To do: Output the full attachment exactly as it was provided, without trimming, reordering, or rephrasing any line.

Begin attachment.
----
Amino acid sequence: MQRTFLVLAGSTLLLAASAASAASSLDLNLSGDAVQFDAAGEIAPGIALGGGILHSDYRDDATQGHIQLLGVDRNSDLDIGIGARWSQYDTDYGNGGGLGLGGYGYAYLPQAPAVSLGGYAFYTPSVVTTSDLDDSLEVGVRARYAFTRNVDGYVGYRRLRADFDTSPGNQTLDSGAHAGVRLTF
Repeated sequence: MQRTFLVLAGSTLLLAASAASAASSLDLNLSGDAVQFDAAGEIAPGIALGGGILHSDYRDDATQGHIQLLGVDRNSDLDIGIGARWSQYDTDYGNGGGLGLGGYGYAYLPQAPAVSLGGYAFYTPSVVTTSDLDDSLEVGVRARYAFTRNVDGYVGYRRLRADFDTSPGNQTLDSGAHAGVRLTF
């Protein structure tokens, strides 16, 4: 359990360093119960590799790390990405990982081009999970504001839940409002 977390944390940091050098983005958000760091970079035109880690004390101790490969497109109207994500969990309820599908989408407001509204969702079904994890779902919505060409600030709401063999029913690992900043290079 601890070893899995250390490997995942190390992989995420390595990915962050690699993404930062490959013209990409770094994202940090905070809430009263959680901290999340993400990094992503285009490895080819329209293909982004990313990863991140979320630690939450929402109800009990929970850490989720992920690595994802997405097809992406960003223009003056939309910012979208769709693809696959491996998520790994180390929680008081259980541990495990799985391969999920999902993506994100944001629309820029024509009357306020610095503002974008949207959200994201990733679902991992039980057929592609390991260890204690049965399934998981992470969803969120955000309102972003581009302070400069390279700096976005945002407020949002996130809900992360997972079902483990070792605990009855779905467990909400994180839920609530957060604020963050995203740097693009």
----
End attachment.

Amino acid sequence: MQRTFLVLAGSTLLLAASAASAASSLDLNLSGDAVQFDAAGEIAPGIALGGGILHSDYRDDATQGHIQLLGVDRNSDLDIGIGARWSQYDTDYGNGGGLGLGGYGYAYLPQAPAVSLGGYAFYTPSVVTTSDLDDSLEVGVRARYAFTRNVDGYVGYRRLRADFDTSPGNQTLDSGAHAGVRLTF
Repeated sequence: MQRTFLVLAGSTLLLAASAASAASSLDLNLSGDAVQFDAAGEIAPGIALGGGILHSDYRDDATQGHIQLLGVDRNSDLDIGIGARWSQYDTDYGNGGGLGLGGYGYAYLPQAPAVSLGGYAFYTPSVVTTSDLDDSLEVGVRARYAFTRNVDGYVGYRRLRADFDTSPGNQTLDSGAHAGVRLTF
């Protein structure tokens, strides 16, 4: 359990360093119960590799790390990405990982081009999970504001839940409002 977390944390940091050098983005958000760091970079035109880690004390101790490969497109109207994500969990309820599908989408407001509204969702079904994890779902919505060409600030709401063999029913690992900043290079 601890070893899995250390490997995942190390992989995420390595990915962050690699993404930062490959013209990409770094994202940090905070809430009263959680901290999340993400990094992503285009490895080819329209293909982004990313990863991140979320630690939450929402109800009990929970850490989720992920690595994802997405097809992406960003223009003056939309910012979208769709693809696959491996998520790994180390929680008081259980541990495990799985391969999920999902993506994100944001629309820029024509009357306020610095503002974008949207959200994201990733679902991992039980057929592609390991260890204690049965399934998981992470969803969120955000309102972003581009302070400069390279700096976005945002407020949002996130809900992360997972079902483990070792605990009855779905467990909400994180839920609530957060604020963050995203740097693009």